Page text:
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Newton's Inverse-Square Force Law

A basic test of general relativity is to check that it reduces to good old Newtonian gravity in the limit where gravitational effects are weak and velocities are small compared to the speed of light. To do this, we can use our formulation of Einstein's equation to derive Newton's inverse-square force law for a planet with mass $M$ and radius $R$. Since we can only do this when gravitational effects are weak, we must assume that the planet's radius is much greater than its Schwarzschild radius: $R \gg M$ in units where $c = 8 \pi G = 1$. Then the curvature of space - as opposed to spacetime - is small. To keep things simple, we make a couple of additional assumptions: the planet has uniform density $\rho$, and the pressure is negligible.

We want to derive the familiar Newtonian result

\begin{displaymath}
a = -{GM\over r^2}
\end{displaymath}

giving the radial gravitational acceleration $a$ of a test particle at distance $r$ from the planet's center, with $r>R$ of course.

To do this, let $S$ be a sphere of radius $r$ centered on the planet. Fill the interior of the sphere with test particles, all of which are initially at rest relative to the planet. At first, this might seem like an illegal thing to do: we know that notions like `at rest' only make sense in an infinitesimal neighborhood, and $r$ is not infinitesimal. But because space is nearly flat for weak gravitational fields, we can get away with this.

We can't apply our formulation of Einstein's equation directly to $S$, but we can apply it to any infinitesimal sphere within $S$. In the picture below, the solid black circle represents the planet, and the dashed circle is $S$. The interior of $S$ has been divided up into many tiny spheres filled with test particles. Green spheres are initially inside the planet, and red spheres are outside.

[01]

Suppose we pick a tiny green sphere that lies within the planet's volume, a distance less than $R$ from the center. Our formulation of Einstein's equation (2) tells us that the fractional change in volume of this sphere will be

\begin{displaymath}
\left.{\ddot V\over V}\right\vert _{t=0}=-{1\over 2}\rho
\qquad\qquad\mbox{(inside the planet).}
\end{displaymath}

On the other hand, as we saw in our discussion of tidal effects, spheres outside the planet's volume will be distorted in shape by tidal effects, but remain unchanged in volume. So, any little red sphere that lies outside the planet will undergo no change in volume at all:

\begin{displaymath}
\left.{\ddot V\over V}\right\vert _{t=0}=0\qquad\qquad\mbox{(outside the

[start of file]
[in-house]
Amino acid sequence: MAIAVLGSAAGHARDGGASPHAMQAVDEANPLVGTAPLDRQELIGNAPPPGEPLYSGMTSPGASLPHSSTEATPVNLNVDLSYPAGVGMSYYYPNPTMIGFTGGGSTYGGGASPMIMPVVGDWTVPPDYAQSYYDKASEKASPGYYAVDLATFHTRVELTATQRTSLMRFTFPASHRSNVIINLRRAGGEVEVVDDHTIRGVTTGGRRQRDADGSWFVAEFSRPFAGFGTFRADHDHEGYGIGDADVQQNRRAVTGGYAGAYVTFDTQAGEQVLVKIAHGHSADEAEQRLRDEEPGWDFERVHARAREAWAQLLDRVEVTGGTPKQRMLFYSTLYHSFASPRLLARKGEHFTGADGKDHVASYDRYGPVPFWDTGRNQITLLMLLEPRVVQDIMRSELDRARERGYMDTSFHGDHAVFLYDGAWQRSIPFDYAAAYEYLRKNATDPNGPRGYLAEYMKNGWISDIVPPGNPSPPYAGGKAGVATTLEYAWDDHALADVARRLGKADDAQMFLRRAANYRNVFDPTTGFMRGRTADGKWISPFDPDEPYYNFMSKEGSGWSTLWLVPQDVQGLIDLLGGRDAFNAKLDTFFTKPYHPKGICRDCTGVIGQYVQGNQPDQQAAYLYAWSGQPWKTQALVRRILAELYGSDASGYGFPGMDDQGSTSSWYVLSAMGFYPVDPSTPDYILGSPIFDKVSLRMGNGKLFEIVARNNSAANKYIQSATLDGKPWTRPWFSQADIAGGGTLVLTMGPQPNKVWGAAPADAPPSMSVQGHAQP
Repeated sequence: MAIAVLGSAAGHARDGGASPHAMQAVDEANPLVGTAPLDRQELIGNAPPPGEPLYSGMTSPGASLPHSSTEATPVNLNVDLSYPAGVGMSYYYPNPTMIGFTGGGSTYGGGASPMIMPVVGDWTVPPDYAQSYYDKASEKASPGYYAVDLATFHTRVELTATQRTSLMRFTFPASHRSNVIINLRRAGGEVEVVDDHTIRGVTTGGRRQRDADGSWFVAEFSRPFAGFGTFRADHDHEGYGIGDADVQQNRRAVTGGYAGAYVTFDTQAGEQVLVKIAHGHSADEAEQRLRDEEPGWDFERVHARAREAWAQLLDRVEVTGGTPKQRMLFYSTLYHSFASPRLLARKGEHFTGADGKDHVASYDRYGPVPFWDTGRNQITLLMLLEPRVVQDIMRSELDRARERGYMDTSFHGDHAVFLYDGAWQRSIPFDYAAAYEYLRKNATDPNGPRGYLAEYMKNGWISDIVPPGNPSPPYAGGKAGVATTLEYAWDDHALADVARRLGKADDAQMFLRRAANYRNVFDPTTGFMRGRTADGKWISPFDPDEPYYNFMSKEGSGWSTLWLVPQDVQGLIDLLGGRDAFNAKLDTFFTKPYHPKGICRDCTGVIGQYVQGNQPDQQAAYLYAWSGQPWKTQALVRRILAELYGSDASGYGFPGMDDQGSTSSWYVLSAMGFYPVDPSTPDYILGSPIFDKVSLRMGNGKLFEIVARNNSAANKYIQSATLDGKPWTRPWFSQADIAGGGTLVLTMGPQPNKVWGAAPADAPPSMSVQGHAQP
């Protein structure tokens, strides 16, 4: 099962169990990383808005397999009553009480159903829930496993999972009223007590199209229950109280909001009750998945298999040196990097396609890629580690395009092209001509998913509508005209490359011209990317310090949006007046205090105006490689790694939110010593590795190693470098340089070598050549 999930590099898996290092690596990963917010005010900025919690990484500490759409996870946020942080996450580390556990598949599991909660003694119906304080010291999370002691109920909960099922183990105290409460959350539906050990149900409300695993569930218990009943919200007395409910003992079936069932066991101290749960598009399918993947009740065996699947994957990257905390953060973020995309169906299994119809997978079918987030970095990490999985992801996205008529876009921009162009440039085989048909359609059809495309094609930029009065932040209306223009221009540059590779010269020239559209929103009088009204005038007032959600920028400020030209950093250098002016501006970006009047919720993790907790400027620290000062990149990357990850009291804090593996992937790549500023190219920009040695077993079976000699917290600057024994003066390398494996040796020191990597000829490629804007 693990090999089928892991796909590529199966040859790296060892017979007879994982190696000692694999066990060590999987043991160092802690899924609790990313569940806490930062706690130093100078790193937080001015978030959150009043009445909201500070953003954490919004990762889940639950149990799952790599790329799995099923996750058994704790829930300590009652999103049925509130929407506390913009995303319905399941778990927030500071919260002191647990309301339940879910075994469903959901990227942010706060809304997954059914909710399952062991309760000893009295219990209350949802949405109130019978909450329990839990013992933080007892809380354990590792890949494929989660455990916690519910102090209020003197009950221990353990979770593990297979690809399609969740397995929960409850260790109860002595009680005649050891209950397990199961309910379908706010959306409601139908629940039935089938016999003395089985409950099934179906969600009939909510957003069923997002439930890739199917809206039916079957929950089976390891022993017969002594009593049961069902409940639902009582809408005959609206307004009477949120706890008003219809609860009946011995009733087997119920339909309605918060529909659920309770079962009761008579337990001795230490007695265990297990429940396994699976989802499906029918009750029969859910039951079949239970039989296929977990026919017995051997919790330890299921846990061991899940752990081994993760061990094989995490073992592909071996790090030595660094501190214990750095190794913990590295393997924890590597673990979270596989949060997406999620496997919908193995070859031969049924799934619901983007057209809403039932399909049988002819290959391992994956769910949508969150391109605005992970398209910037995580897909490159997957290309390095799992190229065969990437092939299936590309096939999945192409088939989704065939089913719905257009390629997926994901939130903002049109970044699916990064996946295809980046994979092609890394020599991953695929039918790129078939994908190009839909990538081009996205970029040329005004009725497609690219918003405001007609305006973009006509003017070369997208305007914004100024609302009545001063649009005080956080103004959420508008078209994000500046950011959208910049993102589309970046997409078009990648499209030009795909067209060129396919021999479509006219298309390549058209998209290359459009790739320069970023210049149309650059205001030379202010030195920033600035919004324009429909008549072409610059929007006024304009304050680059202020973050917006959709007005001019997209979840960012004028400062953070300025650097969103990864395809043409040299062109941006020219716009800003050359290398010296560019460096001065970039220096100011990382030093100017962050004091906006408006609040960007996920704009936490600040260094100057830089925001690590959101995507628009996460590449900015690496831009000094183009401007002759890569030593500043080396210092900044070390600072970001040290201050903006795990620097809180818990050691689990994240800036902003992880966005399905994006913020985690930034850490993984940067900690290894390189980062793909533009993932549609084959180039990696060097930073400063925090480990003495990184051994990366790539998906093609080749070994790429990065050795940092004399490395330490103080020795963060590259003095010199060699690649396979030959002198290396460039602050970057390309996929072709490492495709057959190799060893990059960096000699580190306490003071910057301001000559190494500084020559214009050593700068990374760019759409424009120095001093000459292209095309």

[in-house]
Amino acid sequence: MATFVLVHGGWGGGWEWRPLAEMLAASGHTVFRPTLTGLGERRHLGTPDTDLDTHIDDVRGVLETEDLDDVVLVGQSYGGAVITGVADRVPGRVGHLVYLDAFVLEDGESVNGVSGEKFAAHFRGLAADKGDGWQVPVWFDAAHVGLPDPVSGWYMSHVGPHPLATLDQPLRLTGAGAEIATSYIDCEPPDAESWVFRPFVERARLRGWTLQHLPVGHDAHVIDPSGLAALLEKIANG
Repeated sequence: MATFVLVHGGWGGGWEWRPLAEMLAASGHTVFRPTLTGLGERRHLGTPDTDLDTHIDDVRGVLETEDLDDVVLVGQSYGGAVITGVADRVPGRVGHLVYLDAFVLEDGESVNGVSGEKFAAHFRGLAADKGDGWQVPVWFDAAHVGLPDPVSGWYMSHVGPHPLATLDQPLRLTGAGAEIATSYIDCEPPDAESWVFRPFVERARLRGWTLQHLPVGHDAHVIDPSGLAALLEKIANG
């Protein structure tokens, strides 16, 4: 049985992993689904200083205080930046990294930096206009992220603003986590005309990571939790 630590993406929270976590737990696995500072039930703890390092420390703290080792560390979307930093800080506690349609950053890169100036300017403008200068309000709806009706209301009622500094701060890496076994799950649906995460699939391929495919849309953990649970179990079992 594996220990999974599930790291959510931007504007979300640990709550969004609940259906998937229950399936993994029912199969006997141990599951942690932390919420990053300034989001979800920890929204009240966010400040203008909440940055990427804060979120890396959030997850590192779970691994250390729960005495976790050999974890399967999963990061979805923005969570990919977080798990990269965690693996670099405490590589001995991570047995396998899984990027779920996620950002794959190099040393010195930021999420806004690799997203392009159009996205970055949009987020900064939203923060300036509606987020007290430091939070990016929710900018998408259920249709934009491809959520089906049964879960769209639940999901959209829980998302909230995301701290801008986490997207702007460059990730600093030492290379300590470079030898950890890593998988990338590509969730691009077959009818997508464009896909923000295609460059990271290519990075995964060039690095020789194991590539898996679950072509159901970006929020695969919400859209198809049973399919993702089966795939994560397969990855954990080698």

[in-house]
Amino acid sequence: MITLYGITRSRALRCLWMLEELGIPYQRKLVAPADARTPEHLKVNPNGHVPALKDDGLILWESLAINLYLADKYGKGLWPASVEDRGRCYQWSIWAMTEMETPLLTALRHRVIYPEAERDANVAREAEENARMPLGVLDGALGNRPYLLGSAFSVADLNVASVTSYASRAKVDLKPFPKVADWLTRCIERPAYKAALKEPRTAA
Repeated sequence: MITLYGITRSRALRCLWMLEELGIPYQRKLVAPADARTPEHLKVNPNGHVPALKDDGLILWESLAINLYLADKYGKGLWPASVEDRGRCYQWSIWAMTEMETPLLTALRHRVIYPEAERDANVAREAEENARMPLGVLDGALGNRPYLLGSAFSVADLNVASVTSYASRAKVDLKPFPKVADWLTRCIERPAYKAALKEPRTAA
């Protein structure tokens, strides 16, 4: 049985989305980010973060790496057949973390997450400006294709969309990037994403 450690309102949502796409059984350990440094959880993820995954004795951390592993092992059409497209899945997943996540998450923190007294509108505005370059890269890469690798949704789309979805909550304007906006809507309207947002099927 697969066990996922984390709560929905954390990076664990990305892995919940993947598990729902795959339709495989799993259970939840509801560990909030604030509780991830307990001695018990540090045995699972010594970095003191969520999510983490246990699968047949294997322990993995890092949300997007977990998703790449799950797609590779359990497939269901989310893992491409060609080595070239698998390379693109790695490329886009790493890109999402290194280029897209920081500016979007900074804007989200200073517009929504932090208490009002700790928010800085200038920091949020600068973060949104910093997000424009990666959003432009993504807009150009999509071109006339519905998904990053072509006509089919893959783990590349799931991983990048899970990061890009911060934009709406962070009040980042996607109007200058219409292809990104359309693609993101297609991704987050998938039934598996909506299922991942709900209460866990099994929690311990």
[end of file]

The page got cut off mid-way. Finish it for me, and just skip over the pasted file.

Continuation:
planet).}
\end{displaymath}

Thus, after a short time $\delta t$ has elapsed, the test particles will be distributed like this:

[01]

Because the volume occupied by the spheres of particles within the planet went down, the whole big sphere of test particles had to shrink. Now consider the following question: what is the change in volume of the large sphere of test particles? All the little green spheres shrank by the same fractional amount:

\begin{displaymath}
{\delta V\over V}={1\over 2}\left(\ddot V\over V\right)\delta t^2=
-{1\over 4}\rho (\delta t)^2,
\end{displaymath}

to leading order in $\delta t$, while all the little red spheres underwent no change in volume. So, if $V_P$ stands for the volume occupied by the test particles that were initially inside the planet, and $V_{S}$ stands for the volume of the big sphere $S$, then the overall change in volume is

\begin{eqnarray*}
\delta V_S &=& \delta V_P \\
&=&\left(\delta V\over V\right)V...
... 4}\rho (\delta t)^2   V_P \\
&=&-{1\over 4}M (\delta t)^2.
\end{eqnarray*}

We can also express $\delta V_S$ in terms of the change in the sphere's radius, $\delta r$:

\begin{displaymath}
\delta V_S = 4\pi r^2   \delta r.
\end{displaymath}

Setting the two expressions for $\delta V_S$ equal, we see

\begin{displaymath}
\delta r = -{M\over 16\pi r^2} (\delta t)^2.
\end{displaymath}

But the change in radius $\delta r$ is just the radial displacement of a test particle on the outer edge of the sphere, so $\delta r={1\over 2} a (\delta t)^2$ where $a$ is the radial acceleration of this particle. Plugging this into the above equation, we obtain

\begin{displaymath}
a = -{M\over 8\pi r^2}.
\end{displaymath}

We've been working all along in units in which $8\pi G=1$. Switching back to conventional units, we obtain

\begin{displaymath}
a = -{GM\over r^2}
\end{displaymath}

just as Newton said.


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Next: The Big Bang Up: Some Consequences Previous: Gravitational Collapse

© 2006 John Baez and Emory Bunn

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